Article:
For his 2004 movie about a heart-wrenching love story, director Michel Gondry chose the title Eternal Sunshine of the Spotless Mind, which comes from a verse of the poem Eloisa to Abelard by Alexander Pope. There are many artworks inspired by or connected to poems. Apocalypse Now, by Francis Ford Coppola, is full of references from T.S. Eliot‘s poetry. Another coming-together of poetry and cinema is Where is the friend’s house, Abbas Kiarostami‘s movie whose title is a verse from Sohrab Sepehri‘s poem Address.
The connection between these poems and their corresponding movies goes beyond the title. There are signs which reveal how Kiarostami took on board Sepheri’s poem and turned it into a cinematic experience.
Searching for the friend’s house
Where is the friend’s house? Asked the horseman just at dawn.
The Heavens paused.
A wayfarer took the bright branch from his lips,
conferred it to the darkness of the sands,
pointed with his finger to a popular tree and said,
“Just before that tree
there is a garden path greener than God’s dream.”
As with all of Sepehri’s poetry, Address is influenced by aspects of Abrahamic religions and Sufism. In fact, it reminds one of the 12th-century poet Farid Ud-din Attar‘s Sufi poem The Language of Birds, because of the presence of seven steps needed to reach the destination. On the other hand, it shows how Sepehri’s spirituality finds its home in nature.
In Address, the protagonist is a horseman who is guided in his quest by a wayfarer, as in other allegorical journeys (Virgil in Dante’s Divine Comedy or the Hoopoe in Attar’s poem). The last character is a child on the pine tree, who is supposed to help the horseman find his friend’s house.
The seven phases of the journey are elements of nature: a tree, a garden, where he will meet true love. Through the path, he will reach maturity, the flower of loneliness and the fountain of eternal myths. There, he will meet terror; later, on a pine tree, he will see a little bird in the child’s hands. The power of the images creates an ethereal atmosphere which, in such a simple setting, has an enchanting power on the reader.
The movie Where’s the Friend’s House, instead, is about Ahmed, a young child who watches his teacher reproaching a fellow student, Mohammed Reza, for not using his notebook for his homework, threatening expulsion should it happen again. When Ahmed returns home, he realizes he has accidentally taken Mohammed Reza’s notebook. The entire movie consequently focuses on the search for his friend’s house to give him back his notebook and all the obstacles he must face and the help he gets to save his friend.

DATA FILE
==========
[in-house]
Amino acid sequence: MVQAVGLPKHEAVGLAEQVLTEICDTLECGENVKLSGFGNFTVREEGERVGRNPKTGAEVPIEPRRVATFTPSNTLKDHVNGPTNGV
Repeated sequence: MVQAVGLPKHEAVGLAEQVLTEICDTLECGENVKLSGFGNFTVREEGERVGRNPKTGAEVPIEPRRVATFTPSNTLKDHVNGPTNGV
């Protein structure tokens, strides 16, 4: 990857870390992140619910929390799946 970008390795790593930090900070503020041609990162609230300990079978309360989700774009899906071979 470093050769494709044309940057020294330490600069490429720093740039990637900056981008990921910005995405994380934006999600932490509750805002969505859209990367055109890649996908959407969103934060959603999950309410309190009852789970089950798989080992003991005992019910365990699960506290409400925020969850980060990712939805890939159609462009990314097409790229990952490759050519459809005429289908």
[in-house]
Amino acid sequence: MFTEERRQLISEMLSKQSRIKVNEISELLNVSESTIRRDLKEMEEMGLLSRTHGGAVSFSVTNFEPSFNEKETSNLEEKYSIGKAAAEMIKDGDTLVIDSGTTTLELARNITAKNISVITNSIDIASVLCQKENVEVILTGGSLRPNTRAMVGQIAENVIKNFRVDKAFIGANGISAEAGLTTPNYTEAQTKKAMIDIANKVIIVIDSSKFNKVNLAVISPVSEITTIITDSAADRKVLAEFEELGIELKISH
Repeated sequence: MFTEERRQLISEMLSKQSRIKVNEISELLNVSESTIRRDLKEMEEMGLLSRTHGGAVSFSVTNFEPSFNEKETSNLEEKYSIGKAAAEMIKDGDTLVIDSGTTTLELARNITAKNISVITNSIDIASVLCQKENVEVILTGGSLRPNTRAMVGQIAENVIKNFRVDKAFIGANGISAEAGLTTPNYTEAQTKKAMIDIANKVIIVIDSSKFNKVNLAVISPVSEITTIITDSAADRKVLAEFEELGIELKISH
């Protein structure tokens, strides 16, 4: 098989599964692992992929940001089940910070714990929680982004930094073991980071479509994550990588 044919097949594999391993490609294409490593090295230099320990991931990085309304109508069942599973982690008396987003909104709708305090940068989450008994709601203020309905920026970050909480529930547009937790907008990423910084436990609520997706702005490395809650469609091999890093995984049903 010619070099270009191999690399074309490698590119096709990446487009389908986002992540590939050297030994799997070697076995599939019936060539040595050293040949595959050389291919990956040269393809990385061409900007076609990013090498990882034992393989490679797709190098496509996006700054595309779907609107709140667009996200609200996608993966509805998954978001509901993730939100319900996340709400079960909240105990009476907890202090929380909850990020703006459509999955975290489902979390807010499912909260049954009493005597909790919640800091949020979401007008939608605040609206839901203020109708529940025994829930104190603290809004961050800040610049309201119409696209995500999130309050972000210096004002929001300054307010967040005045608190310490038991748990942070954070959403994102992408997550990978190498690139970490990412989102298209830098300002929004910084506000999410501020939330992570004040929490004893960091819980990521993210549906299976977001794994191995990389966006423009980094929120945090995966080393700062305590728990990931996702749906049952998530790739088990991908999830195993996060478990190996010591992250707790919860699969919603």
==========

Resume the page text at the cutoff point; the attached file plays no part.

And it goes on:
Who is the friend?
The poem Address begins with a question and ends with the same question: the same circular structure that characterizes the movie, where Ahmed never discovers where Mohammad Reza’s house is. Several critics have seen in Sepheri’s friend an image of God. Along the way, all the searching can refer to the search for good in life. In this way, the point of good is not having a proof of its existence or knowing where it lives. Instead, the point is acting, in one’s small way, in the name of it or of the idea one has about it.
As a matter of fact, the child does not knock at the door of the presumed friend’s house: he thinks that maybe Mohammad’s parents would punish him for leaving the notebook. On the contrary, he decides to go back home and do the homework for his friend at night. On the next day the homework is evaluated as excellent by the teacher.
In the movie, Ahmed tries to ask for help from a lot of adults. Unfortunately, they do not help him: some are just interested in their business or their needs, while some are stuck in old-fashioned ideas or customs. In any case, they do not listen.
Therefore, adults do not properly listen to the new generation’s problems or values. The film shows that the good renews itself with time, as the generations do, and that dialogue is necessary.
There is also a positive figure of an adult, who is willing to help Ahmed. However, it is interesting to see that he cannot totally guide the young boy because he walks too slowly. This scene represents a good metaphor of how older generations should listen, try all they can to help, but, in the end, leave the youngsters space and time to act according to their rhythm and their ideas. In Address, on the other end, the protagonist of the search will face all the stages of life: the pure love of childhood, the sincerity of adolescence, the loneliness and fear of maturity and still he will be searching for the good, as a proof that it is about a lifelong search.
High up in a pine tree,
you will see a child
who will lift a chick out of a nest of light.
“where is the friend’s house?”
It will be necessary to see the world through a child’s eyes. The child will become the guide, which means that listening to whom has recently arrived to life, means contributing to life that renews itself.